IT was 40 years ago. Yet it still has the power to animate mates who would not otherwise be invigorated save by the application of a cattle prod. It was the day I said a special word in the pub. It was the night when all chatter stopped and my friends, born and bred in Glasgow, stared in horror as I finished a sentence.

I had said ken. Not Ken, as in addressing a mate. But ken, as in the Scots for know. This was not said in Glasgow, unless one was not from Glasgow. It labelled the speaker as a “teuchter” or worse.

The criticism of me was mild, the banter of contempt was largely contrived, but that episode has come back to me in the past few months when the vitriol directed at the Scots language through social media has been extraordinarily corrosive.

The reason I said “ken” was simple. I had been living and working in Stirlingshire where the word was in daily usage.

The criticism of me by my mates was that of big city types disdaining the country cousin.

But the contumely directed at columnists and others who write in the Scots language is simplistic, even crude. The reasons behind it, however, are worthy of exploration.

Why hold a language that people speak in contempt? Why attempt to ridicule how fellow countrymen and countrywomen express themselves on a daily basis?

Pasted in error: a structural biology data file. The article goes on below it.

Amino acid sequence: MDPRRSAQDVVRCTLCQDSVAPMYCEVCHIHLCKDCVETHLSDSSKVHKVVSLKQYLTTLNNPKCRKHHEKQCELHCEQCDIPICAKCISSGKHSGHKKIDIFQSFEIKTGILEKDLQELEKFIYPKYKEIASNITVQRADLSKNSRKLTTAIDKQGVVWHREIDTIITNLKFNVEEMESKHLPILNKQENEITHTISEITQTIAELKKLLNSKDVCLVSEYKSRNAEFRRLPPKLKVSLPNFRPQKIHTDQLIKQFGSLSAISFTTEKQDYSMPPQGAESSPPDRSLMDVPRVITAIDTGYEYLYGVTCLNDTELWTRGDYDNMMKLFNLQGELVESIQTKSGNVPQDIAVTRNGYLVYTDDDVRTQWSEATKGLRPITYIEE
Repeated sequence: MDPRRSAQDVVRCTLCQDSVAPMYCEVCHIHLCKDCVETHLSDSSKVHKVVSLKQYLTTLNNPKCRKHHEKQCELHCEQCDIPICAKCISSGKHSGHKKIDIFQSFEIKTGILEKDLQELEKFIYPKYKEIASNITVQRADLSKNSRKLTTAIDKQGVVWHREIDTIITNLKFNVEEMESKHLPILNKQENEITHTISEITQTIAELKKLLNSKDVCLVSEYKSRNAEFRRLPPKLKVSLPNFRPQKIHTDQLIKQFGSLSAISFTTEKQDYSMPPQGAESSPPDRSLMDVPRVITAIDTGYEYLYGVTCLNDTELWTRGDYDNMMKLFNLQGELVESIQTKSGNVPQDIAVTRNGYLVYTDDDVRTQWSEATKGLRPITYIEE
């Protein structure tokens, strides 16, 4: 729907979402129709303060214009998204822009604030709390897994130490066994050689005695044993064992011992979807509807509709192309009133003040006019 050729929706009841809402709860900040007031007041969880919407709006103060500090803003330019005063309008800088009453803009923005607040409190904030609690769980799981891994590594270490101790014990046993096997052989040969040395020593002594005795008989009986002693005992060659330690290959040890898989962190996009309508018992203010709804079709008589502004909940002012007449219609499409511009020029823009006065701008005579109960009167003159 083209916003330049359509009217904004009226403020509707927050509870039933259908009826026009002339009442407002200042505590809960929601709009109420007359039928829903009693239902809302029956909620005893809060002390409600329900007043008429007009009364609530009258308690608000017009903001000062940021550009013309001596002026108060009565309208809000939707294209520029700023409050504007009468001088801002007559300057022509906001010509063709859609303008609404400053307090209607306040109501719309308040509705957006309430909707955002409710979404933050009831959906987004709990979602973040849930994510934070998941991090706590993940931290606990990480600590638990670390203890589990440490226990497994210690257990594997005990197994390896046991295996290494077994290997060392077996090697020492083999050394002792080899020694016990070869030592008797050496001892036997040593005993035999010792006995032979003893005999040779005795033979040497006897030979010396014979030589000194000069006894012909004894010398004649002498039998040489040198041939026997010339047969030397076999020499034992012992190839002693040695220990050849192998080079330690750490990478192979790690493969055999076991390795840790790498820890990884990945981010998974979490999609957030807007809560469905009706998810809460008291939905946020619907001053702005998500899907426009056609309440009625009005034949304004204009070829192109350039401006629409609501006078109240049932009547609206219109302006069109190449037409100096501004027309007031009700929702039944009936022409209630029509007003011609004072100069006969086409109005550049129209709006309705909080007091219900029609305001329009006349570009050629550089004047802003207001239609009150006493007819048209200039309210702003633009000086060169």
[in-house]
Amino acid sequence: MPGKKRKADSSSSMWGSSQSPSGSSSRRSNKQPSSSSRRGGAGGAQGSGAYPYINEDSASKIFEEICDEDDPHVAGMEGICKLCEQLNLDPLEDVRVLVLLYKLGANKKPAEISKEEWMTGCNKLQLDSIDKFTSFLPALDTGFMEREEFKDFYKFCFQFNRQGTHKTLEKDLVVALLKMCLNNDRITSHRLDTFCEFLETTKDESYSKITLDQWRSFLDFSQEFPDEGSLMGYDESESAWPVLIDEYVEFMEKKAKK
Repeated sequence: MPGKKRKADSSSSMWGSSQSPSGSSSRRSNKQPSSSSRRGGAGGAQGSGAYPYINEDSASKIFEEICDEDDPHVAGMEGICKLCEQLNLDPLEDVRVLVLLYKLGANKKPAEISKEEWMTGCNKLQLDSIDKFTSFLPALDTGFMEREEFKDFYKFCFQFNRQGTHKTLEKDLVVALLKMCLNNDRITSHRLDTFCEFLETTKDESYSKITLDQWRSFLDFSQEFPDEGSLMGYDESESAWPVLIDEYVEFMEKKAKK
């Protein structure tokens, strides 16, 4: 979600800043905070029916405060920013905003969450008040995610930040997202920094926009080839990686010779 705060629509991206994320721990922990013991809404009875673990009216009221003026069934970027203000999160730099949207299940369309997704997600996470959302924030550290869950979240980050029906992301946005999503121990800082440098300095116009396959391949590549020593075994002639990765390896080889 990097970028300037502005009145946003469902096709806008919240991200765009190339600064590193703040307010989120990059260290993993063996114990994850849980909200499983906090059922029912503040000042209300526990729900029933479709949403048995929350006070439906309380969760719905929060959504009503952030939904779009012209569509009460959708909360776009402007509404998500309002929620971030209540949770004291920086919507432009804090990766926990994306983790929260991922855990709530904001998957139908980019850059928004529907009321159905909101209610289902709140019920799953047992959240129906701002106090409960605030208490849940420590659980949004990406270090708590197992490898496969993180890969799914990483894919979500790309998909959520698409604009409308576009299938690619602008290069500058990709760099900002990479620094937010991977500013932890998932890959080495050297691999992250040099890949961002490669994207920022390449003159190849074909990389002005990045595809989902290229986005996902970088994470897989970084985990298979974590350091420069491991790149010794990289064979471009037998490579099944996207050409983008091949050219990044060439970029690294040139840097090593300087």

Well, because Scots as a language doesn’t exist, exclaim the critics. It is a construct, an artificial language bolstering an ersatz Scottishness.

Except, of course, it isn’t.

Pavel Iosad, lecturer in linguistics at the University of Edinburgh, is clear as to whether Scots is a language. “Absolutely. English and Scots are two closely-linked languages. They both come from the same root but they were seen historically as separate languages,” he says.

Scots, too, does not just exist in the daily lives of many in the country, it endures in both tradition and in written form. “Without Scots, we cease to be able to read our literature, our record and our history,” says Billy Kay, the writer and broadcaster whose BBC Scotland Radio series The Scots Tongue has investigated the significance and, indeed, import of the language

“Some of the greatest poetry in Europe was written in Scots between 1450 and 1550,” he says. “That tradition was continued by such as Dunbar, Walter Scott, Stevenson and now through to people like James Robertson and Matthew Fitt. If we don’t cherish Scots, then future generations will be unable to read this literature. It would be like reading a foreign language.”

He adds: “Coming from that tradition, any thoughts of losing it are an anathema. You must value your culture, the tradition that you come from. It is your mither. Your faither. Your grandfaither.

It is the folk you come fae. If you are despising them, despising the way they spoke, what kind of person are you?”

Kay believes that the attitude to Scots is a product of a culture of colonialism. “The Catalans called it the slave mentality and for us it is the Scottish cringe. It is three centuries of looking over your shoulder for approval to another country. It has had a terrible effect on aspects of the Scottish psyche.”

Iosad says written Scots can also cause a “confusion”. “Some people are not used to seeing Scots in print and they do not quite know what to do with it,” he says.

But he adds: “I believe the attitude to Scots is coloured by what people associate it with and that is to do with class. What do people have in mind when they think of people who speak Scots? They will not expect someone from Morningside to speak it.”